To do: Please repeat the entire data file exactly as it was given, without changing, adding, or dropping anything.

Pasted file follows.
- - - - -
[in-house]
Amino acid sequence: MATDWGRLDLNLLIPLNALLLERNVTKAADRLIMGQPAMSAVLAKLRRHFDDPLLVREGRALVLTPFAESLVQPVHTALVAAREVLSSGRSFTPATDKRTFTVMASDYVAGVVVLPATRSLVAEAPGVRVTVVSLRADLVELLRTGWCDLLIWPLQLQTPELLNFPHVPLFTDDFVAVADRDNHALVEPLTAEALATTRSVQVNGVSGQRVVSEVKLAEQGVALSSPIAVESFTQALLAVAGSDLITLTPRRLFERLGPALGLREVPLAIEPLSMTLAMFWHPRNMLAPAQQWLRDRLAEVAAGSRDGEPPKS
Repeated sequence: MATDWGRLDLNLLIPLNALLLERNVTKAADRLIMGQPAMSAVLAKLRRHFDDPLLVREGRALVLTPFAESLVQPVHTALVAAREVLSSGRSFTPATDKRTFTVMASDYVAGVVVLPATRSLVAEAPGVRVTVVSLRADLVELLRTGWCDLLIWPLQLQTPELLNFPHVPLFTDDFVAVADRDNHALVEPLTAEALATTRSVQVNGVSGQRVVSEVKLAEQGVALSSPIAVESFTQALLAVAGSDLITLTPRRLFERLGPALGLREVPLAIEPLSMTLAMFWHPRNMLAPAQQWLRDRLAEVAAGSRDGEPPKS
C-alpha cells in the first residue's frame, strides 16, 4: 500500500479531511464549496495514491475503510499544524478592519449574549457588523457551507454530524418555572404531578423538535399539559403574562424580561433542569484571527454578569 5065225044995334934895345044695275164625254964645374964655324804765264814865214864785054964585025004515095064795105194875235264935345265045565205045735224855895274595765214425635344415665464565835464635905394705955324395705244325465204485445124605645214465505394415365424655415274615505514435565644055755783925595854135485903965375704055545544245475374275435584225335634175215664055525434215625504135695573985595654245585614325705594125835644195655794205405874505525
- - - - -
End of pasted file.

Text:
[in-house]
Amino acid sequence: MATDWGRLDLNLLIPLNALLLERNVTKAADRLIMGQPAMSAVLAKLRRHFDDPLLVREGRALVLTPFAESLVQPVHTALVAAREVLSSGRSFTPATDKRTFTVMASDYVAGVVVLPATRSLVAEAPGVRVTVVSLRADLVELLRTGWCDLLIWPLQLQTPELLNFPHVPLFTDDFVAVADRDNHALVEPLTAEALATTRSVQVNGVSGQRVVSEVKLAEQGVALSSPIAVESFTQALLAVAGSDLITLTPRRLFERLGPALGLREVPLAIEPLSMTLAMFWHPRNMLAPAQQWLRDRLAEVAAGSRDGEPPKS
Repeated sequence: MATDWGRLDLNLLIPLNALLLERNVTKAADRLIMGQPAMSAVLAKLRRHFDDPLLVREGRALVLTPFAESLVQPVHTALVAAREVLSSGRSFTPATDKRTFTVMASDYVAGVVVLPATRSLVAEAPGVRVTVVSLRADLVELLRTGWCDLLIWPLQLQTPELLNFPHVPLFTDDFVAVADRDNHALVEPLTAEALATTRSVQVNGVSGQRVVSEVKLAEQGVALSSPIAVESFTQALLAVAGSDLITLTPRRLFERLGPALGLREVPLAIEPLSMTLAMFWHPRNMLAPAQQWLRDRLAEVAAGSRDGEPPKS
C-alpha cells in the first residue's frame, strides 16, 4: 500500500479531511464549496495514491475503510499544524478592519449574549457588523457551507454530524418555572404531578423538535399539559403574562424580561433542569484571527454578569 5065225044995334934895345044695275164625254964645374964655324804765264814865214864785054964585025004515095064795105194875235264935345265045565205045735224855895274595765214425635344415665464565835464635905394705955324395705244325465204485445124605645214465505394415365424655415274615505514435565644055755783925595854135485903965375704055545544245475374275435584225335634175215664055525434215625504135695573985595654245585614325705594125835644195655794205405874505525